Thus, in this cultural paradox, we can see the deep cultural roots of Pokemon in the apparent internal contradictions of contemporary Japanese society. At one and the same time, this culture of "cuteness" or kawaisa was a response or reaction to the demands of Japanese industrialization, while also being a product of this economic order in its consumerist orientation. Cute style was thus a way by which Japanese individually, and with the support of Japanese capitalist consumer culture, softened the "edges" of capitalism:
Cute style gives goods a warm, cheer-me-up atmosphere. What capitalist production processes de-personalise, the good cute design re-personalises. Consumption of lots of cute style goods with powerful emotion-inducing properties could ironically disguise and compensate for the very alienation of individuals from other people in contemporary society.
Pokemon and its Paradoxes
In this context, we can understand how Pokemon can serve as both a training ground for, as well as an escape from, capitalist development at one and the same time. As we have seen, this apparent paradox is not unique to the Pokemon multi-media platform but is, rather, deeply ingrained in contemporary Japanese popular culture.
From this perspective, it is useful to consider the above quote from Kinsella with regard to how cute style functions as a means of compensation for the "alienation" of modern capitalist society. This alienation was, of course, similarly experienced in the West where in response there developed an "urban nostalgia" for "past and more primitive lives. . . and in childhood . . . as a period of innocence" (Kinsella 241). When the legendary Japanese game designer Tajiri Satoshi developed the concept of Pokemon for Nintendo, he was operating within a very similar framework. Tajiri has repeatedly expressed in public his view that the lives of children growing up in postindustrial society are excessively stressful; particularly in Japan, an "academic-record society, [in which] the pressure to study, compete, and perform starts as early as birth" (Allison Millennial 201). One of the widely recognized consequences of this society is that children suffer from "solitarism" by spending a great deal of time alone; at home, with both parents working, cramming for studies (Allison Millennial 201).
It was in response to this situation that Tajiri developed the design for Pokemon. As a child in a rural town, Tajiri has been a passionate collector of insects, and had been fascinated by the diversity and wonders of the natural world. He drew upon this experience in designing the "pocket monsters" of Pokemon which, marketed to urban children, could give them a sort of simulacrum of the experience of collecting and of wonderment at things that were beyond the ordinary, prosaic world of urban living (Allison Millennial 201).
However, Tajiri was also disturbed by the phenomenon of "solitarism"; a social phenomenon that was particularly strong in the gaming world, where isolated play was the norm. Thus, Tajiri designed Pokemon with a high order of interactivity between players:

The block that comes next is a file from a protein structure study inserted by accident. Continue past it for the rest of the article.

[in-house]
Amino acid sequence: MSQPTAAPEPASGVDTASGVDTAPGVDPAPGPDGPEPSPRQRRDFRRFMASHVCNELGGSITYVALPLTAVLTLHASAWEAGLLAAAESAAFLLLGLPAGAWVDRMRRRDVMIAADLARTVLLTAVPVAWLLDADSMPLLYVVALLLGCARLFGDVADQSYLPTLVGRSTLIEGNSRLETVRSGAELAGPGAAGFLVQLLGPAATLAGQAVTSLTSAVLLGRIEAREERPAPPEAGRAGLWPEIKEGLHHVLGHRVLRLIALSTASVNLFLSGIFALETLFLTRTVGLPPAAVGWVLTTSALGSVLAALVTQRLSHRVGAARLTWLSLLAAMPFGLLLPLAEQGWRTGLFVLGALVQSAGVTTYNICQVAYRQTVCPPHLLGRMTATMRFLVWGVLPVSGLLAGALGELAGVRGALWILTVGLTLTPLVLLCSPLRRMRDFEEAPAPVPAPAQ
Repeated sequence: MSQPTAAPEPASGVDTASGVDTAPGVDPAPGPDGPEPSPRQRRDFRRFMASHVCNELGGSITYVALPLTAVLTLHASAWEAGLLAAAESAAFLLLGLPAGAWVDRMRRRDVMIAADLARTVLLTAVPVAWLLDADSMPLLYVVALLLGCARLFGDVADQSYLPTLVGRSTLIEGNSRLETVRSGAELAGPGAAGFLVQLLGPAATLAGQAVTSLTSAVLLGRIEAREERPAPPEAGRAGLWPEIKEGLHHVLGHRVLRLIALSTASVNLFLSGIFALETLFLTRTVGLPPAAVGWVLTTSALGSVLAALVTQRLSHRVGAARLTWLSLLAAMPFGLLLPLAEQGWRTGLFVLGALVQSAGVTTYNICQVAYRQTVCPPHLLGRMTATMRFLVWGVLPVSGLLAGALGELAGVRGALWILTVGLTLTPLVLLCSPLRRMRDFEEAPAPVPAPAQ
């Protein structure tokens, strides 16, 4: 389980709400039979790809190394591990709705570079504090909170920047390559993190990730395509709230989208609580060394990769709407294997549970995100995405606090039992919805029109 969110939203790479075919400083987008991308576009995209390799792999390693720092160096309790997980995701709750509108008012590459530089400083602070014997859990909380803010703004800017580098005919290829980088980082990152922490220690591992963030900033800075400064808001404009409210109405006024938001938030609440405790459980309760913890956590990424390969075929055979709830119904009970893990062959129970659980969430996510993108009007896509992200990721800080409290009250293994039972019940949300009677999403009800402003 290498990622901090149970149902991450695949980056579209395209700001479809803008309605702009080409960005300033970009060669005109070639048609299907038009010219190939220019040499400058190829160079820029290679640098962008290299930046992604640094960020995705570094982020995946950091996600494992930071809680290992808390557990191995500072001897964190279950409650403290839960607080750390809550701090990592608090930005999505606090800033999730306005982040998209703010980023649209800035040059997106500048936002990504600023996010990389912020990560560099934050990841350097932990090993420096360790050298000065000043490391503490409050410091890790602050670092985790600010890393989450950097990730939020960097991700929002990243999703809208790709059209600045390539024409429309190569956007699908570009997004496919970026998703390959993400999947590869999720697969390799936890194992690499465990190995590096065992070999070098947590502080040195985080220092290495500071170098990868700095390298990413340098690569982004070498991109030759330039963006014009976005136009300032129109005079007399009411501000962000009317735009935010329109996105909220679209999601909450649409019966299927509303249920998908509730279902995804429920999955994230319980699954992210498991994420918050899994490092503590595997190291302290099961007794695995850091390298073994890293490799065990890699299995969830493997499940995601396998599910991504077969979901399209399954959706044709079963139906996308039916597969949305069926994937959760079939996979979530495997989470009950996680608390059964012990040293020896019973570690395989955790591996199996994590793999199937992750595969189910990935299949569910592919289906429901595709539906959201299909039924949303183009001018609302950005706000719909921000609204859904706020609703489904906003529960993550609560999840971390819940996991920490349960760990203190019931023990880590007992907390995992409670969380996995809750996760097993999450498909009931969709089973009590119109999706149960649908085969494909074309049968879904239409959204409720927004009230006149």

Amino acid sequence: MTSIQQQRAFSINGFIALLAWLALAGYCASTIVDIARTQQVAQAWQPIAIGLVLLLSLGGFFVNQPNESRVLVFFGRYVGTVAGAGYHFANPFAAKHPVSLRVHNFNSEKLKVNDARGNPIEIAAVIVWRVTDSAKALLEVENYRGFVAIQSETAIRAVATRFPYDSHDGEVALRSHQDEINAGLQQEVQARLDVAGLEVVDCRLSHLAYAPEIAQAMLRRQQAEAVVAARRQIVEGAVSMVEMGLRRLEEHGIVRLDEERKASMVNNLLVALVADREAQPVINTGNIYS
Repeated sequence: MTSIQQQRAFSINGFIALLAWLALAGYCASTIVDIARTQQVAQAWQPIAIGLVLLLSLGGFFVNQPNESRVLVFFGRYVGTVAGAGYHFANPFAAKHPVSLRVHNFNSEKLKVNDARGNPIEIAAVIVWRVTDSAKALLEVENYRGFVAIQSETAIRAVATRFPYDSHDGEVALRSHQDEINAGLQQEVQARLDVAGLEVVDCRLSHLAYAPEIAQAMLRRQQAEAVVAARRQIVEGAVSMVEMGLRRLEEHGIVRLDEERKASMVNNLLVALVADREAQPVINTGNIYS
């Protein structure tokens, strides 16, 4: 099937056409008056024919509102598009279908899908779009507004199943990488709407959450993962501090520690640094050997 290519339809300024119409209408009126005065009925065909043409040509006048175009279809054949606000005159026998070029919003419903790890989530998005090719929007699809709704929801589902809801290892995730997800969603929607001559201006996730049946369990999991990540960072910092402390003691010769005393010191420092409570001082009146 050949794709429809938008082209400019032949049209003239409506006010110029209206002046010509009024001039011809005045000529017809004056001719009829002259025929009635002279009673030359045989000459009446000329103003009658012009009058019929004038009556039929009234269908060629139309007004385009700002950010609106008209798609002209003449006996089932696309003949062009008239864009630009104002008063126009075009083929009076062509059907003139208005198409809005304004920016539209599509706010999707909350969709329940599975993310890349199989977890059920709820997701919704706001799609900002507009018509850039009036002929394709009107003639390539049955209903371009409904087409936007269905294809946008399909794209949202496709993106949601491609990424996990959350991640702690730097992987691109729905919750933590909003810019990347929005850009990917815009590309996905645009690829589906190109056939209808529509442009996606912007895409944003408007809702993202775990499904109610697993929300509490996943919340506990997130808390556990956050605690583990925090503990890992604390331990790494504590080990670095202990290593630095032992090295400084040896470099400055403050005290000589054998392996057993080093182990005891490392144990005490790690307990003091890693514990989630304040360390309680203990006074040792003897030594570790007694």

As Tajiri intended it, the necessity for exchange envelops players in webs of social relationships, given that, by the very rules of the game, one cannot strictly play alone. And, as was hope, exchanges are perpetuated outside the parameters of the game and into currencies of other kinds.
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(Allison Millennial 203)
It is in this regard that Pokemon, a game with its roots in a "cute style" reaction to the pressures and competitive life-styles of industrial capitalist society, can be seen as serving as a "training ground" for capitalism. Tajiri envisioned that the players of Pokemon would not only interact in the game, but that it would foster interactivity in real life in that a child might exchange one of his pokemon for a comic book or a piece of food (Allison Millennial 203).
This is an aspect of Pokemon that has stimulated intense criticism in the West. There are, of course, those critics who see Pokemon as simply another means by which a toy company can exploit the child market through cleverer marketing. However, other critics of Pokemon have noted that what makes this game unique among most fads and childhood crazes is that the relationships that it fosters between children are primarily economic and financial ones. As one critic notes:
[The] financial dimension is what school administrators say distinguishes the Pokemon craze from earlier kid frenzies over marbles, yo-yos or even Beanie Babies. "The thing with the Pokemon cards is that kids are really aware of their value," said Robert Butterworth, a Los Angeles-based child psychologist. . . . Recess at his son's school "turned into a little flea market . . . They had their calculators out. It really became a buy-and-sell bazaar."
The above quote is representative of the anti-capitalist critique that shaped many non-Japanese responses to Pokemon. These critics, in North America, Europe and the Middle East, argue that childhood must be kept free as much as possible of the capitalist economies of the world of adults. As we have noted, this view of childhood is rooted in a response to industrialization that is notably distinct from the Japanese response; while in both childhood culture developed a nostalgia for a simpler, more innocent world, in Japan this nostalgic world was regarded as continuous with adulthood, while in the West it was radically distinct from the world of adults. 
In conclusion, we have seen how the gaming phenomenon of Pokemon can be seen to function as a training ground for capitalism and a nostalgic escape from capitalism at one and the same time. It has been shown how this apparent paradox is not unique to the Pokemon game but is actually deeply rooted in postwar Japanese popular culture as a response to, and a collaboration with, the market capitalism that defined much of postwar Japanese society. While the manner in which Pokemon can serve as a "training ground" for capitalism has prompted criticism in the West, we have seen how Western culture is not pristine in its treatment of children in this regard either. Moreover, the widespread popularity of the game in North America serves as evidence, not only of how Japanese cultural products may be widely exported outside Japan, but of how Japanese "solutions" to what seem to be Japanese social conditions have clear resonances in other industrialized capitalist economies and their cultures.